Padman trailer: Akshay Kumar's new film is making menstrual hygiene trend

The message should hopefully reach 52 per cent women who do not use hygienic methods during menstruation.

 |  7-minute read |   17-12-2017
  • ---
    Total Shares

Within two days of release, the trailer of Akshay Kumar-starrer Padman crossed 20 million views. #PadManTrailer started trending on Twitter and remained one of the top videos on YouTube for two days. This has resulted in a lot of people suddenly talking about menstruation and women’s health on social media.

The trailer of the movie, based on the life of social entrepreneur Arunachalam Muruganantham, who invented a machine to produce cheaper sanitary napkins, is igniting hope that there will be real conversation on women's health and hygiene. This also hammers home how real issues need to borrow reel glamour to be brought to the discussion table.

akshay-inside_121717074634.jpg

Real padman had it hard 

The trailer of the movie, directed by R Balki, offers a sneak peek into the struggles of Coimbatore-based Murugananthan, played by Akshay Kumar. For Murugananthan, the first stiff resistance in his strange pursuit of a cheaper alternative to sanitary napkins came from his family. In the opening scene, the trailer draws a comparison between Superman, Batman and Padman. Then it goes on to show how women in his family react when he gifts a sanitary napkin to his sister on Raksha Bandhan. He can't explain to them that there can’t be a better gift on the occasion than a sanitary napkin. While Radhika Apte plays the role of his wife, Sonam Kapoor will also make an appearance in the movie.

radhika_121717074837.jpg

Arunachalam Murugananthan, who was awarded with Padma Shri in 2016 for his innovation, got to know about menstruation after he got married in 1998. He came to know how women, who can’t afford sanitary napkins, compromise on their health and depend on unhygienic household items to save money. He started experimenting but no one was ready to test his product. So he had to do it himself. This is what Akshay Kumar does in the movie.

In real life, Murugananthan created a “uterus” from a football and filled it with goat's blood. He tested his own product by carrying that “uterus” and pumping out blood from it.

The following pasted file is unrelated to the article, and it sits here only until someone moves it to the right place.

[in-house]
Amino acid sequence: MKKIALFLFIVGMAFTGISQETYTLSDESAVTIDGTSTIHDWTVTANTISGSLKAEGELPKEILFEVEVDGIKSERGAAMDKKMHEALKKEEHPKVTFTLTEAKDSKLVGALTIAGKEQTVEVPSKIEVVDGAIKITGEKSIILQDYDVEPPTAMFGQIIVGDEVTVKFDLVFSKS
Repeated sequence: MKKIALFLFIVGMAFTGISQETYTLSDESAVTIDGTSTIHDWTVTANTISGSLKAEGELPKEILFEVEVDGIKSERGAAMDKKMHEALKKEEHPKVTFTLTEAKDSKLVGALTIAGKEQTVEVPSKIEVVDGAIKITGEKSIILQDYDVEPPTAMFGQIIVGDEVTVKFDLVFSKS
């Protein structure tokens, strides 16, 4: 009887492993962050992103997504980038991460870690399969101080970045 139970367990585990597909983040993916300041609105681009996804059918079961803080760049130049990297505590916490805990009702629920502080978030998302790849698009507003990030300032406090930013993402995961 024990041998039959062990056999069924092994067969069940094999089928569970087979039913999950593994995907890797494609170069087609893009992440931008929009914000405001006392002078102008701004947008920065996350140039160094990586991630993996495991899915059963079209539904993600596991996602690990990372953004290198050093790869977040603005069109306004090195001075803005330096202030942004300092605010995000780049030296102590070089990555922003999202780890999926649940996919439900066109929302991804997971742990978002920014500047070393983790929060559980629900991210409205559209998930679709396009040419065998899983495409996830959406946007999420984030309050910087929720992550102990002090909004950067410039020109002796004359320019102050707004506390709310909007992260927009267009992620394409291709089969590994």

sonam_121717074852.jpg

Twitteratis are hopeful about GST

Given Akshay Kumar's credibility in playing characters, which successfully put across social messages, the issue of GST on sanitary napkins has also resurfaced with the launch of the trailer. Akshay's image-building as a social messenger was initiated with Baby (2015), which dealt with terrorism. Then in 2016, Akshay starred in Rustom, for which he also received the National Award. Early this year, he co-produced and acted in Toilet: Ek Prem Katha, which addressed the issue of open defecation. 

Now that he has taken up the issue of menstruation, twitteratis are hopeful that the government will reconsider its decision to levy 12 per cent GST on sanitary napkins after seeing Akshay's movie.

However, the Centre has said that sanitary napkins would cost more if the GST is reduced to nil as there will be a complete denial of input tax credit to domestic manufacturers.

Will there be a real conversation?

The movie, slated to release on January 26, 2018, has already received much applause from the film fraternity. Twinkle Khanna, the producer of the film, who first featured Arunachalam Muruganantham in her book The Legend of Lakshmi Prasad, expressed hope that the movie will at least encourage people to start talking about menstruation and women's health in their homes.

 

No doubt, the trailer, which shows a school-dropout Akshay Kumar talking about women empowerment in broken English, has started a debate as people, irrespective of gender, are talking about it. But it remains to be seen whether it can actually start a conversation within homes, where it is required the most.

While Arunachalam Murugananthan’s firm Jayashree Industries has 2003 units across the country, according to the data of National Family Health Survey (2015-16), about 57.6 per cent women use hygienic methods during menstruation. In urban areas, the figure is 77.5 per cent, while it’s 48.2 per cent in rural areas.

The social media clamour over Padman must reach the other 52 per cent.

Also read: Free power subsidy to all farmers is costing Punjab dear

Writer

Like DailyO Facebook page to know what's trending.